# Here’s How P/E Ratios Can Help Us Understand Waste Management, Inc. (NYSE:WM)

This article is written for those who want to get better at using price to earnings ratios (P/E ratios). We’ll show how you can use Waste Management, Inc.’s (NYSE:WM) P/E ratio to inform your assessment of the investment opportunity. Waste Management has a price to earnings ratio of 17.48, based on the last twelve months. That means that at current prices, buyers pay \$17.48 for every \$1 in trailing yearly profits.

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### How Do You Calculate Waste Management’s P/E Ratio?

The formula for P/E is:

Price to Earnings Ratio = Share Price ÷ Earnings per Share (EPS)

Or for Waste Management:

P/E of 17.48 = \$93.11 ÷ \$5.33 (Based on the year to September 2018.)

### Is A High Price-to-Earnings Ratio Good?

A higher P/E ratio implies that investors pay a higher price for the earning power of the business. All else being equal, it’s better to pay a low price — but as Warren Buffett said, ‘It’s far better to buy a wonderful company at a fair price than a fair company at a wonderful price.’

### How Growth Rates Impact P/E Ratios

Probably the most important factor in determining what P/E a company trades on is the earnings growth. Earnings growth means that in the future the ‘E’ will be higher. Therefore, even if you pay a high multiple of earnings now, that multiple will become lower in the future. Then, a lower P/E should attract more buyers, pushing the share price up.

Notably, Waste Management grew EPS by a whopping 70% in the last year. And it has bolstered its earnings per share by 34% per year over the last five years. So we’d generally expect it to have a relatively high P/E ratio.

### How Does Waste Management’s P/E Ratio Compare To Its Peers?

We can get an indication of market expectations by looking at the P/E ratio. The image below shows that Waste Management has a P/E ratio that is roughly in line with the commercial services industry average (18.4).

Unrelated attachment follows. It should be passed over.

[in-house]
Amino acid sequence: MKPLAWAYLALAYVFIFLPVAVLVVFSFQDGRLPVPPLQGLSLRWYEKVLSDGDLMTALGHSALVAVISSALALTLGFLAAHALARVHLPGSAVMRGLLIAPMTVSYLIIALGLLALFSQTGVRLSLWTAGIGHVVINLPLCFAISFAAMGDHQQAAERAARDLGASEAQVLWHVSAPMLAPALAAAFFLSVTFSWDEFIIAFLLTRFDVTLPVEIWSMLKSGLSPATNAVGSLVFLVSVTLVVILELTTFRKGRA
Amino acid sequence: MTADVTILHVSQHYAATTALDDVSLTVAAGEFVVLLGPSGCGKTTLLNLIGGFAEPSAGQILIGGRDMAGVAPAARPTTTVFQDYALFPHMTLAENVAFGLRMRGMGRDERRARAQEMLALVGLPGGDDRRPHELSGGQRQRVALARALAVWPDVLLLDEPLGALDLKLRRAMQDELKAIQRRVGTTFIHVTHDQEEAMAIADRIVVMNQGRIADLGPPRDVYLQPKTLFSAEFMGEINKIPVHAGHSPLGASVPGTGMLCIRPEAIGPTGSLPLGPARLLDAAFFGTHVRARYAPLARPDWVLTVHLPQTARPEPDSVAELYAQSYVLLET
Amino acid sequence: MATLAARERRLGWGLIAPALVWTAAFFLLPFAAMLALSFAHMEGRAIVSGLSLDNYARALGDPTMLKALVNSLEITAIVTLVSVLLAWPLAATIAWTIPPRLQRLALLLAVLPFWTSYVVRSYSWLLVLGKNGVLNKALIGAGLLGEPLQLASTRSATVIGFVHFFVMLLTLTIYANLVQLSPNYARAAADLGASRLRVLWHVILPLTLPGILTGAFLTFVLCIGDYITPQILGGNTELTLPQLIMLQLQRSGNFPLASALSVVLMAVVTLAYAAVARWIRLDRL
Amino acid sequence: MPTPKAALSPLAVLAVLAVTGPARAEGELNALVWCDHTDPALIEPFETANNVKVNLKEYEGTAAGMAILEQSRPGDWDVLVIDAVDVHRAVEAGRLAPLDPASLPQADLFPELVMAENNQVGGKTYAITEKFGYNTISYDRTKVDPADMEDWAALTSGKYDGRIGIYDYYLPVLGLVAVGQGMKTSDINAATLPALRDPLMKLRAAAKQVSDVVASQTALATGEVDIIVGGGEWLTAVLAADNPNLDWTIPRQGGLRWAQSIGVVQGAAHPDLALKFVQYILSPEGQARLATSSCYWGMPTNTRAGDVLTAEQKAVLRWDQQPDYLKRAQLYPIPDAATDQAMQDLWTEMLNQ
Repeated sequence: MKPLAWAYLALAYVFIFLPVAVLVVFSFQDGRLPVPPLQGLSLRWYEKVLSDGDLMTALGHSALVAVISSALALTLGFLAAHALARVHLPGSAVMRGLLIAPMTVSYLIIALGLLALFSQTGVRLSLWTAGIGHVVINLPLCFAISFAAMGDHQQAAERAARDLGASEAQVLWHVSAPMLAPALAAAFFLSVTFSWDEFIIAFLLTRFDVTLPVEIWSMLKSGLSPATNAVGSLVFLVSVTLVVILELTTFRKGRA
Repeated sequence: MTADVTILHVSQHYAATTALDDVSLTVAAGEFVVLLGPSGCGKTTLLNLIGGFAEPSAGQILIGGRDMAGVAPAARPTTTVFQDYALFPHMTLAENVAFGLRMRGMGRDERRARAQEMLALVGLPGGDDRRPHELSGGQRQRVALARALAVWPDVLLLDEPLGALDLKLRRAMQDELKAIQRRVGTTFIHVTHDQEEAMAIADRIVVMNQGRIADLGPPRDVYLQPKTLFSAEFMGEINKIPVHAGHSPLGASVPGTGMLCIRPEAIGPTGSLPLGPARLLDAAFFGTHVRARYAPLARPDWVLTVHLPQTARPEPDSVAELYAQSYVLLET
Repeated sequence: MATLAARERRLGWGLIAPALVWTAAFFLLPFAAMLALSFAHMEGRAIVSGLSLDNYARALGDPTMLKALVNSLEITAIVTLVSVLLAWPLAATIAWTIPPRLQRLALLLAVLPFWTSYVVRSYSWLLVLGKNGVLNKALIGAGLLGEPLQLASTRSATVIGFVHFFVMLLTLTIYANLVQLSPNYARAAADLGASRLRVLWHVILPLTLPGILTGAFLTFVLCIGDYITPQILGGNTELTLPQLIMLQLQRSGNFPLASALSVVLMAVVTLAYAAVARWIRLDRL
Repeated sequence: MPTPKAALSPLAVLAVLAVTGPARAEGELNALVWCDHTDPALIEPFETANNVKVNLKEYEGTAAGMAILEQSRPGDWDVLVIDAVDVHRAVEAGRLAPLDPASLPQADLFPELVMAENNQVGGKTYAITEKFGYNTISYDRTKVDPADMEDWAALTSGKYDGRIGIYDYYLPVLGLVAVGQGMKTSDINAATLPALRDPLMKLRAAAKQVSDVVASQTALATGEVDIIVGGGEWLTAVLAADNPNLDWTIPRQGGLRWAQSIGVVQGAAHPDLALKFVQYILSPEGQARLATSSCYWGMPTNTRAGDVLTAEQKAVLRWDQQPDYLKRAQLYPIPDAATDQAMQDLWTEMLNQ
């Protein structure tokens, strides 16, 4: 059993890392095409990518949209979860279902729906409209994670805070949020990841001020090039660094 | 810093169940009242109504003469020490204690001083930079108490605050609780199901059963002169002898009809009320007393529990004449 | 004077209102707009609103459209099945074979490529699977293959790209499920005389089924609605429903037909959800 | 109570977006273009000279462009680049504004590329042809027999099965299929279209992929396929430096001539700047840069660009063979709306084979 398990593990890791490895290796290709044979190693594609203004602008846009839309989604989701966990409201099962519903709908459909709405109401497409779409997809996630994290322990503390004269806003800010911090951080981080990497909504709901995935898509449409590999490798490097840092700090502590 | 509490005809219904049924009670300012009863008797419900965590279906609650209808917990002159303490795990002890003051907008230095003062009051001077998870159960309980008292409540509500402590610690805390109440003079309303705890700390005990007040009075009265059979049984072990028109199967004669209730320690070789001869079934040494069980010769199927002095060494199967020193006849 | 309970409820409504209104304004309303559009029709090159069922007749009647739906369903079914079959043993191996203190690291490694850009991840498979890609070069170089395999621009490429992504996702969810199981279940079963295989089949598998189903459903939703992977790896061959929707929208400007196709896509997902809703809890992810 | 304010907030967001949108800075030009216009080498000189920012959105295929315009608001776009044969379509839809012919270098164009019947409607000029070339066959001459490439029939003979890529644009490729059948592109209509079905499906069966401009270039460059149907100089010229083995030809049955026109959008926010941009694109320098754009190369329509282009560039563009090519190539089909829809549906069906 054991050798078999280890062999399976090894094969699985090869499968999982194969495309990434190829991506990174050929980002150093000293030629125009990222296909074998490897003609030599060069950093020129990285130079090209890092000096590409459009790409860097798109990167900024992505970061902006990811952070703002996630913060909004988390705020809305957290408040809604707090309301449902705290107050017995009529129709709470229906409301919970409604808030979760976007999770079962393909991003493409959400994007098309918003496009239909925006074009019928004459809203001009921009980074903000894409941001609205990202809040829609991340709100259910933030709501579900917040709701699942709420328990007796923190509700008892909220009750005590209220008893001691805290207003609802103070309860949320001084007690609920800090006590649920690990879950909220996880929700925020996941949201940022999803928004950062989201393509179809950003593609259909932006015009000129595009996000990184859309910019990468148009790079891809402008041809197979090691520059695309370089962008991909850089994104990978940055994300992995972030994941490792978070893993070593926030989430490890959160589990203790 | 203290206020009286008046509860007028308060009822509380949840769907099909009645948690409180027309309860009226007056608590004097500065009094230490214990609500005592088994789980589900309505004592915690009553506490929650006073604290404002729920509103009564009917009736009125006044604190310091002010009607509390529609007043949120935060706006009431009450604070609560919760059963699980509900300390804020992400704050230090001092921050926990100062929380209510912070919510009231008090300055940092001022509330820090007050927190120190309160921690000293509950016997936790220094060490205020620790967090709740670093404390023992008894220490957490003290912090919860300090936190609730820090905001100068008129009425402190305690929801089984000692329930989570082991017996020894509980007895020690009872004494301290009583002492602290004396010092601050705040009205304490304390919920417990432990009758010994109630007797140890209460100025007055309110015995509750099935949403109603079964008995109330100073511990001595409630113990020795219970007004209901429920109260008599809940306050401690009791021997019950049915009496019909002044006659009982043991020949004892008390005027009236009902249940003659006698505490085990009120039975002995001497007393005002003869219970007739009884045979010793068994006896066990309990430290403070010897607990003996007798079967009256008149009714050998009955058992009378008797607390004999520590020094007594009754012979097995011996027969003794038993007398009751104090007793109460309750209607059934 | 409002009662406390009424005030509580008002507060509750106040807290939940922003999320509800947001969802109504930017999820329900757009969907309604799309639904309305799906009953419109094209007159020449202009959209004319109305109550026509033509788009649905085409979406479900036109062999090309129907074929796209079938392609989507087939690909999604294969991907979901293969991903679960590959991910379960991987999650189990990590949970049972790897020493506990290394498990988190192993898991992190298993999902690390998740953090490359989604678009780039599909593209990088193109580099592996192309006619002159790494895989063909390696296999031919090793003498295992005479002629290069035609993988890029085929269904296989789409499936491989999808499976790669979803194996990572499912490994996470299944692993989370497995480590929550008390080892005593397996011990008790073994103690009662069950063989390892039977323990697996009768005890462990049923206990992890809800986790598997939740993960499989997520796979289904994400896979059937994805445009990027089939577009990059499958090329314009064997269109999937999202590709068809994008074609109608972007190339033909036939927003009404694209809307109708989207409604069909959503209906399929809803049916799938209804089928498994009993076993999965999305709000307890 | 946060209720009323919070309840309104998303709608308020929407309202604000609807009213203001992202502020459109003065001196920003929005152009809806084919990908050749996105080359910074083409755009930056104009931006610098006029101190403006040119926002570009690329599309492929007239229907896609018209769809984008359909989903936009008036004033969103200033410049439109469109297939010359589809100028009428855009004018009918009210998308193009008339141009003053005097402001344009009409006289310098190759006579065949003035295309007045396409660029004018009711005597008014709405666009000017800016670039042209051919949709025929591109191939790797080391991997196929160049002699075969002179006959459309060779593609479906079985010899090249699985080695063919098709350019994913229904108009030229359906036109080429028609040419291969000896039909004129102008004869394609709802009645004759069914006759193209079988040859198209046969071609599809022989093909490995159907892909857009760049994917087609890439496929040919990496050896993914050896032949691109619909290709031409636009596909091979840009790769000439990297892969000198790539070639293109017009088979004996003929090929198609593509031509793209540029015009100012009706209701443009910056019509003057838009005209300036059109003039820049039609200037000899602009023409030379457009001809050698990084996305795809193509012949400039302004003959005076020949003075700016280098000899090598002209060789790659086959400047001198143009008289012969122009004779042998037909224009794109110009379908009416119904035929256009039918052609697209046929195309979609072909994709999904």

Waste Management’s P/E tells us that market participants think its prospects are roughly in line with its industry. The company could surprise by performing better than average, in the future. Further research into factors such asmanagement tenure, could help you form your own view on whether that is likely.

### Remember: P/E Ratios Don’t Consider The Balance Sheet

Don’t forget that the P/E ratio considers market capitalization. Thus, the metric does not reflect cash or debt held by the company. Hypothetically, a company could reduce its future P/E ratio by spending its cash (or taking on debt) to achieve higher earnings.

Spending on growth might be good or bad a few years later, but the point is that the P/E ratio does not account for the option (or lack thereof).

### Waste Management’s Balance Sheet

Net debt totals 26% of Waste Management’s market cap. If you want to compare its P/E ratio to other companies, you should absolutely keep in mind it has significant borrowings.

### The Verdict On Waste Management’s P/E Ratio

Waste Management has a P/E of 17.5. That’s around the same as the average in the US market, which is 16.8. Given it has reasonable debt levels, and grew earnings strongly last year, the P/E indicates the market has doubts this growth can be sustained.

Investors have an opportunity when market expectations about a stock are wrong. As value investor Benjamin Graham famously said, ‘In the short run, the market is a voting machine but in the long run, it is a weighing machine.’ So this free visualization of the analyst consensus on future earnings could help you make the right decision about whether to buy, sell, or hold.

But note: Waste Management may not be the best stock to buy. So take a peek at this free list of interesting companies with strong recent earnings growth (and a P/E ratio below 20).

To help readers see past the short term volatility of the financial market, we aim to bring you a long-term focused research analysis purely driven by fundamental data. Note that our analysis does not factor in the latest price-sensitive company announcements.

The author is an independent contributor and at the time of publication had no position in the stocks mentioned. For errors that warrant correction please contact the editor at editorial-team@simplywallst.com.